A cyber security company with a patented technology for software switched to a licensing model when their market shifted and became more competitive as larger companies entered the market. Recognizing the rapidly changing market, instead of continuing to compete directly with bigger cyber protection companies, they sold off their hardware and technology assets and phased out their sales and marketing teams. They pivoted to become an innovation development and consulting company, and licensed its IP to other companies to integrate into their software and security platforms. Now the company generates more than $250 million from licensing its patented technology.
This is an example of a company that recognized the shifting market and moved to a licensing model as a more effective and efficient way to scale their revenues and stay profitable.
For a startup or small business, scalability is critical to adding more revenues. But many small businesses, and especially startups, don’t have the resources to reach every potential market. That’s where your intellectual property is a differentiator. IP is not only inexhaustible, it’s also scalable. It can be licensed in multiple markets and used by many businesses simultaneously. The larger the number of companies that use your IP, the more the value of your IP and business grows.
That’s where licensing is an ideal strategy. It leverages your IP by letting other companies use or apply it in different products, markets or industries, and pay you royalties.
Everyday your business creates and uses intellectual property. Just take a look at where your profits are generated and you’ll find it’s from your IP. Whether it’s creating new products or services, improving current ones, developing a customer relationship system, or figuring out ways to delivering them faster and cheaper, it’s all some form of IP.
Licensing to a competitor is another way of scaling your IP. It lets you earn revenues from your competitors sales. In certain industries dominated by lots of cross-over essential technologies, such as smart phones, competitors pool and license out their patents. Rather than litigating against each other, these pools generate revenues from royalties paid on sales of all smart phones using their IPs.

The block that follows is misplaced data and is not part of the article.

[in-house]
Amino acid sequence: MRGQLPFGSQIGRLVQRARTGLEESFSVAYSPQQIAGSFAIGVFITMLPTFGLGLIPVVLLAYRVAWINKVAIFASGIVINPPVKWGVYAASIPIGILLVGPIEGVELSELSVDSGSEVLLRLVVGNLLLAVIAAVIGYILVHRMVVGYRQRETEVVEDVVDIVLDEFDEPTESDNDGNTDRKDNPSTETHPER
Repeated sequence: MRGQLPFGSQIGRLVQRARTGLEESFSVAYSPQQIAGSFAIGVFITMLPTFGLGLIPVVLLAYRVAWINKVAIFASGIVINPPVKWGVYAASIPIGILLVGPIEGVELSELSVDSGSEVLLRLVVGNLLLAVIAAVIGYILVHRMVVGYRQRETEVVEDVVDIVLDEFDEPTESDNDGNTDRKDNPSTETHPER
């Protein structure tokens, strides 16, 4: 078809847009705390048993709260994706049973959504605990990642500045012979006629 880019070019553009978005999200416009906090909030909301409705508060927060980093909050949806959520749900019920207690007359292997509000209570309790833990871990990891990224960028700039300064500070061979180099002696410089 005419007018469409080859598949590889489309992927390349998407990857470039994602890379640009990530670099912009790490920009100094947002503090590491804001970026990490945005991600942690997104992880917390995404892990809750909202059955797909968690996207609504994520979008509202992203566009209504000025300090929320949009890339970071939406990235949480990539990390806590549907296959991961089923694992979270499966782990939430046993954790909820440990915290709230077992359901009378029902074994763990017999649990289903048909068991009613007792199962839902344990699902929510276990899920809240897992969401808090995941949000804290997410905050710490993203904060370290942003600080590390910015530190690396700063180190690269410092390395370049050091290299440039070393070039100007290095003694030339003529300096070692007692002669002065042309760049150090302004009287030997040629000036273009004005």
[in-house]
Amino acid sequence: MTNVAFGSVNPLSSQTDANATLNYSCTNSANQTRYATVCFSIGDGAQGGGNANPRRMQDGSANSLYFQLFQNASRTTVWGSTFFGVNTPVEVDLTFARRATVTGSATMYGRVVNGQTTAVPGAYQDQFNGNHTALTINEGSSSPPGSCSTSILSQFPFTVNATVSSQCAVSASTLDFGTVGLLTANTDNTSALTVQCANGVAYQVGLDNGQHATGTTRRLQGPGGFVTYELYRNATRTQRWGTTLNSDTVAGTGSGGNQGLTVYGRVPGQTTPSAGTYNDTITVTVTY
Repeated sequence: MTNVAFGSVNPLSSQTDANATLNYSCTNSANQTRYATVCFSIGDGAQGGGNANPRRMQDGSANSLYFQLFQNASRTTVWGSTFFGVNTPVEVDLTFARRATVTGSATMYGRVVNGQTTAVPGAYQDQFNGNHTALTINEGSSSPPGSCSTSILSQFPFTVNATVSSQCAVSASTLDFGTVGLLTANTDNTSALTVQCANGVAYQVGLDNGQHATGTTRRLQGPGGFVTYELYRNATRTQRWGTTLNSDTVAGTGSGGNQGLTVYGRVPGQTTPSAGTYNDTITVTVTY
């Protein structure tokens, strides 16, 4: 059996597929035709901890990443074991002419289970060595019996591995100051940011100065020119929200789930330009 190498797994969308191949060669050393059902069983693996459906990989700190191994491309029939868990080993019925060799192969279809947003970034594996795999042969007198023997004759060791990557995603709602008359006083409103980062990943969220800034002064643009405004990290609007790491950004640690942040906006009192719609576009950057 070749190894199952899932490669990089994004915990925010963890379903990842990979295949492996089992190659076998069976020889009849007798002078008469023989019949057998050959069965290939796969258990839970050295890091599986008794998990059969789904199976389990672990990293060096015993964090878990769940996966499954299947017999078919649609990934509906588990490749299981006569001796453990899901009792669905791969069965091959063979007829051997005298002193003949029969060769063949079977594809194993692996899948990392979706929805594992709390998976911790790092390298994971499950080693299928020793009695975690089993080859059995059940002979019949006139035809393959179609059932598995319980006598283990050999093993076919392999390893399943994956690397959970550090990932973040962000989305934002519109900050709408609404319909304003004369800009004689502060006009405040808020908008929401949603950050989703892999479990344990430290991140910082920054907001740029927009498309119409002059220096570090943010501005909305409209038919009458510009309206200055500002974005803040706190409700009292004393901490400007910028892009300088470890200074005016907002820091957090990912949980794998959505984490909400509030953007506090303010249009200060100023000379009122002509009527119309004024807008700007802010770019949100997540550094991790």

If your business isn’t scalable, you can use licensing to acquire a scalable IP. Westinghouse used licensing to acquire IP and not inventing it himself. He used that strategy to get the patent rights for AC electricity from Nikola Tesla, which scaled up to the industry standard electric current technology we use today.
Scaling your IP means you must be on the lookout for new ways of using it. Doing an analysis of your intellectual property assets through an IP audit is the best way to figure out new ways of scaling your IP. It helps you find new opportunities by answering some key questions:
- What type and kind of IP assets does your business own?
- Are you protecting all your IP assets?
- How can you better use and manage your IP assets in your growth and expansion strategies?
- Does your technology have non-competing applications that can be licensed to others?
- Does your brand offer value in a brand extension licensing or a co-branding relationship?
- What distribution channels or partnering opportunities can be developed through a licensing agreement?
The IP audit helps you discover underused or unused intellectual property. It will also help you figure out other applications, products or industries for your IP.
Trying to scale up a startup or business with limited capital in today’s rapidly moving market means finding creative ways to grow faster. Especially if you’re in a crowded field, such as the high-tech industry, where you’re up against lots of bigger and better financed players.
Rather than going head to head with these companies, licensing your IP is one of the fastest and more profitable ways to scale up your business. Whether it’s generating more revenues, reaching new markets and customers, or forming partnerships to develop new IP, licensing lets you instantly tap the existing production, distribution and marketing systems that other companies spent decades building. In return, you get a percentage of the revenues from every product or service sold using your IP.